We are human, however, so there is a way to communicate our inability to hold the child in our mind with compassion and patience without creating the need in the the child to develop a false self in order to survive. We can discuss our limitations. When we communicate our lack of capacity as such, we send an entirely different message. In this case the message is “you are bumping up against my limitations” rather than “you are a problem and need to learn how to behave.” This first message also requires a child to have to adjust and recognize the needs of others, while the latter message is internalized as “something is wrong with me.”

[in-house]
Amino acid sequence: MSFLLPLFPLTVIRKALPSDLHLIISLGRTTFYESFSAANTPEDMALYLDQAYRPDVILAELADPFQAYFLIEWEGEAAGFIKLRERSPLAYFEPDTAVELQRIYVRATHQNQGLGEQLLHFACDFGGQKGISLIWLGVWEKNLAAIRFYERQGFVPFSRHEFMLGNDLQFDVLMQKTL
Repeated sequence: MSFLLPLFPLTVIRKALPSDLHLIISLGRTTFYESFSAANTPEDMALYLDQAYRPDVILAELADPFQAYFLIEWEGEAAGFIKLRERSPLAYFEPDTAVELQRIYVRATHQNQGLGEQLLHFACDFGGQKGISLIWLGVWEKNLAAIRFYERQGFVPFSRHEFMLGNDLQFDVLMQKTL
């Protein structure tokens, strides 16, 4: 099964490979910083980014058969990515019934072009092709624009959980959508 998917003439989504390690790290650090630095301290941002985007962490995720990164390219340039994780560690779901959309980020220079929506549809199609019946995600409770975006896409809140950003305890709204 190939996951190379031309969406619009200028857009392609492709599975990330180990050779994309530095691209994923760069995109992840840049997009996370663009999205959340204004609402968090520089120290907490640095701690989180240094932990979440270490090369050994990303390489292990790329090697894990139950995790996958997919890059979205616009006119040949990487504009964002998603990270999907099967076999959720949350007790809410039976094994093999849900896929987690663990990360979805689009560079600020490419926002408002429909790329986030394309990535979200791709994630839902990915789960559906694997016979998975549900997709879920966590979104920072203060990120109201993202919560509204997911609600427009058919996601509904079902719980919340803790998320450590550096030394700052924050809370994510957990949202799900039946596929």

Therapy can be a reparative experience if the therapist is able to create this kind of holding container for the client. I wonder sometimes what therapists and professionals think therapy is when they share with me how the client is not able to meet their agenda. They develop a rich vocabulary for describing all the limitations of their clients without ever realizing that what they are asking their clients to do is to become someone more acceptable to them, the therapist—to demonstrate what the therapist needs them to do or be in order to qualify as acceptable.